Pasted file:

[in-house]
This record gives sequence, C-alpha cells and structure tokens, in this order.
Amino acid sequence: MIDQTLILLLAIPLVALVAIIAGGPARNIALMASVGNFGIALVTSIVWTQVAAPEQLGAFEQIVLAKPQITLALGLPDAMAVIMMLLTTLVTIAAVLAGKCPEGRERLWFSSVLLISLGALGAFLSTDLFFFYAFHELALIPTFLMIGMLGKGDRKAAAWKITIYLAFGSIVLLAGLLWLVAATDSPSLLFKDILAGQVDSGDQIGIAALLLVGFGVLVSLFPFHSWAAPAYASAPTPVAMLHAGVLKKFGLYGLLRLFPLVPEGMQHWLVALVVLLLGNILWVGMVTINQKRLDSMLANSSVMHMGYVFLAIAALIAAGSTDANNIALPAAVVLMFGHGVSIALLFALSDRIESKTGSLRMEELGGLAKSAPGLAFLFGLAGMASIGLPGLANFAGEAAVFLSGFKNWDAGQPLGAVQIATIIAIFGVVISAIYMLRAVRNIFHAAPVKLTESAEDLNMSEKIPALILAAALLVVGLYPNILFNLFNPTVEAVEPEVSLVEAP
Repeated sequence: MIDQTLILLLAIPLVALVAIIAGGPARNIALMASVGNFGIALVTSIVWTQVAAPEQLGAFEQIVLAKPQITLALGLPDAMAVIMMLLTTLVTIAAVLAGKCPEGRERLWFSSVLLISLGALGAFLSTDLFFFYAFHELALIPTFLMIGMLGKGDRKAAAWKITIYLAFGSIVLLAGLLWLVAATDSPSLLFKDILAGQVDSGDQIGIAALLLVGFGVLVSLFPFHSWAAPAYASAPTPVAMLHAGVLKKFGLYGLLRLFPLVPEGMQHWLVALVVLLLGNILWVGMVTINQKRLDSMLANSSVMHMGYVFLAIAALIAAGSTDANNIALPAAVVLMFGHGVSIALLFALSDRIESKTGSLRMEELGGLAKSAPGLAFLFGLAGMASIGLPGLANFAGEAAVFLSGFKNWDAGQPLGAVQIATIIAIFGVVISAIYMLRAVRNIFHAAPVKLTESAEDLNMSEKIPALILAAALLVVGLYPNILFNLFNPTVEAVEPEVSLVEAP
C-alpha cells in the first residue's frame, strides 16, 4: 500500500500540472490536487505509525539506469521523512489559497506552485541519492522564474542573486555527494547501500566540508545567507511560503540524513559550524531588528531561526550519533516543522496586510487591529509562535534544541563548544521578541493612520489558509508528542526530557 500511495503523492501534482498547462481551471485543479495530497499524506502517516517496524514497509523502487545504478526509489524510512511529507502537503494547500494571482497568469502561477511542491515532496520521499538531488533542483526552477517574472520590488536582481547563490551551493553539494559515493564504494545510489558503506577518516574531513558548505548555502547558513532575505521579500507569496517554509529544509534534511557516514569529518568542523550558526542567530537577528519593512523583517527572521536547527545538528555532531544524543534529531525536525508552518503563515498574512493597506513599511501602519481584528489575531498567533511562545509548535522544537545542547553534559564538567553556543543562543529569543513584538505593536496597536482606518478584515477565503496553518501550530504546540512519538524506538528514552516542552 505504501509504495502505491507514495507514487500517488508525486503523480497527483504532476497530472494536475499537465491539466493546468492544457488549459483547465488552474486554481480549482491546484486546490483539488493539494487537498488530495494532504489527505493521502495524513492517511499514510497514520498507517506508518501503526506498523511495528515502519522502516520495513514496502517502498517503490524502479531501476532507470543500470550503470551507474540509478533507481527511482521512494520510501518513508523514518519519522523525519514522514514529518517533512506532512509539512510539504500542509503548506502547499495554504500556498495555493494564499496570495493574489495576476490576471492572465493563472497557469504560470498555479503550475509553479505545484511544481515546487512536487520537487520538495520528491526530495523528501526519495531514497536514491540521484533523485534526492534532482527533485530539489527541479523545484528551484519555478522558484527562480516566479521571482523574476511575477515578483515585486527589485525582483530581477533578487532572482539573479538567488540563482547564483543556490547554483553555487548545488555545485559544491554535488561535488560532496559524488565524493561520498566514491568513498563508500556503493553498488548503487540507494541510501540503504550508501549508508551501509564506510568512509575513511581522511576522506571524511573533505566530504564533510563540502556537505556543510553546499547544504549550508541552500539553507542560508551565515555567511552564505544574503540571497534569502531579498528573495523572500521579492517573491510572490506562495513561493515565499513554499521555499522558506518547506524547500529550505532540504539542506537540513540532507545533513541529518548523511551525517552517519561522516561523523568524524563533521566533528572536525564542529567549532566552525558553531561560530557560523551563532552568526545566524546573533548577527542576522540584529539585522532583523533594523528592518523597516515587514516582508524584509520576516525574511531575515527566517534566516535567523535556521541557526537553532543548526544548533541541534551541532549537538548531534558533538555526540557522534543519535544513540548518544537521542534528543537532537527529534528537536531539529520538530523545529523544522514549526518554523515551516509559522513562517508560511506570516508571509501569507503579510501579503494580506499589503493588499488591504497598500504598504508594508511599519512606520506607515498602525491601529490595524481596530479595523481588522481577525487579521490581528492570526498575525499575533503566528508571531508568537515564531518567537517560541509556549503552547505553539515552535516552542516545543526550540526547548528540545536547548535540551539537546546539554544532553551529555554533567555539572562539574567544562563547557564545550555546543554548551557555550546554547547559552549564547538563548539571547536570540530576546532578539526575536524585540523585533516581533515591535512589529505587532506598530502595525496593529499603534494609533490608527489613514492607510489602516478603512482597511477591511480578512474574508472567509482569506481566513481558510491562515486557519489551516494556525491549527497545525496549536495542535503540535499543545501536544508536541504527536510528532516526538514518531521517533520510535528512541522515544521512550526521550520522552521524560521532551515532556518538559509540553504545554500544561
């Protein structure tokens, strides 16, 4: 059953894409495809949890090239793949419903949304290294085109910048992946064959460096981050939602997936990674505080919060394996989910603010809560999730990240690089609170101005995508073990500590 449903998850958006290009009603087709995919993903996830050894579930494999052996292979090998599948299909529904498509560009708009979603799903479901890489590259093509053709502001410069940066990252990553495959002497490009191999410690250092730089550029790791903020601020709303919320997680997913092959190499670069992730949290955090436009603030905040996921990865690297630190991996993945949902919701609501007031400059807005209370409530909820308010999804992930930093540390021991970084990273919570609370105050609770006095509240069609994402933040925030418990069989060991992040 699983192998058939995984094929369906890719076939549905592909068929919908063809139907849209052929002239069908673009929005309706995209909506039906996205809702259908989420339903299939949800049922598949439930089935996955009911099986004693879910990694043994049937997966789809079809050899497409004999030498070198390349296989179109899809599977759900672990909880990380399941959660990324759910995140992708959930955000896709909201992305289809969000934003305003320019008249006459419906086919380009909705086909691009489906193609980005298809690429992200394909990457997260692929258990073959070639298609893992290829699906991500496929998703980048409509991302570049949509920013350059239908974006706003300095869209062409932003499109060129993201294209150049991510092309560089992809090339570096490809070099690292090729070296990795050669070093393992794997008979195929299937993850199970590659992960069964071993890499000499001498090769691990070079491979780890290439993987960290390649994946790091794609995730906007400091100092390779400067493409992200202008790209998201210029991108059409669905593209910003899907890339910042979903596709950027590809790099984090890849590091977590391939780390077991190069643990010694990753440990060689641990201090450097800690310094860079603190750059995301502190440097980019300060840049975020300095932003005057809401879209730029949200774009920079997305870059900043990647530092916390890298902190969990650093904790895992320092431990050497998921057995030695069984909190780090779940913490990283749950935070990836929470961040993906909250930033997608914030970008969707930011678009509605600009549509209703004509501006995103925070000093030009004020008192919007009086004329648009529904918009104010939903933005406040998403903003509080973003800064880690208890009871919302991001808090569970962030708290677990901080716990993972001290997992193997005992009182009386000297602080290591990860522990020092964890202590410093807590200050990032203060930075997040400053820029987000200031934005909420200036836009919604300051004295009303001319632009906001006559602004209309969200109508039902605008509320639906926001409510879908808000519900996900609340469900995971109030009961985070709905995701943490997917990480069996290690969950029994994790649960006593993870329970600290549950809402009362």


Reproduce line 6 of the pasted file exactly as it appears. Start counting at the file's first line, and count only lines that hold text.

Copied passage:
């Protein structure tokens, strides 16, 4: 059953894409495809949890090239793949419903949304290294085109910048992946064959460096981050939602997936990674505080919060394996989910603010809560999730990240690089609170101005995508073990500590 449903998850958006290009009603087709995919993903996830050894579930494999052996292979090998599948299909529904498509560009708009979603799903479901890489590259093509053709502001410069940066990252990553495959002497490009191999410690250092730089550029790791903020601020709303919320997680997913092959190499670069992730949290955090436009603030905040996921990865690297630190991996993945949902919701609501007031400059807005209370409530909820308010999804992930930093540390021991970084990273919570609370105050609770006095509240069609994402933040925030418990069989060991992040 699983192998058939995984094929369906890719076939549905592909068929919908063809139907849209052929002239069908673009929005309706995209909506039906996205809702259908989420339903299939949800049922598949439930089935996955009911099986004693879910990694043994049937997966789809079809050899497409004999030498070198390349296989179109899809599977759900672990909880990380399941959660990324759910995140992708959930955000896709909201992305289809969000934003305003320019008249006459419906086919380009909705086909691009489906193609980005298809690429992200394909990457997260692929258990073959070639298609893992290829699906991500496929998703980048409509991302570049949509920013350059239908974006706003300095869209062409932003499109060129993201294209150049991510092309560089992809090339570096490809070099690292090729070296990795050669070093393992794997008979195929299937993850199970590659992960069964071993890499000499001498090769691990070079491979780890290439993987960290390649994946790091794609995730906007400091100092390779400067493409992200202008790209998201210029991108059409669905593209910003899907890339910042979903596709950027590809790099984090890849590091977590391939780390077991190069643990010694990753440990060689641990201090450097800690310094860079603190750059995301502190440097980019300060840049975020300095932003005057809401879209730029949200774009920079997305870059900043990647530092916390890298902190969990650093904790895992320092431990050497998921057995030695069984909190780090779940913490990283749950935070990836929470961040993906909250930033997608914030970008969707930011678009509605600009549509209703004509501006995103925070000093030009004020008192919007009086004329648009529904918009104010939903933005406040998403903003509080973003800064880690208890009871919302991001808090569970962030708290677990901080716990993972001290997992193997005992009182009386000297602080290591990860522990020092964890202590410093807590200050990032203060930075997040400053820029987000200031934005909420200036836009919604300051004295009303001319632009906001006559602004209309969200109508039902605008509320639906926001409510879908808000519900996900609340469900995971109030009961985070709905995701943490997917990480069996290690969950029994994790649960006593993870329970600290549950809402009362």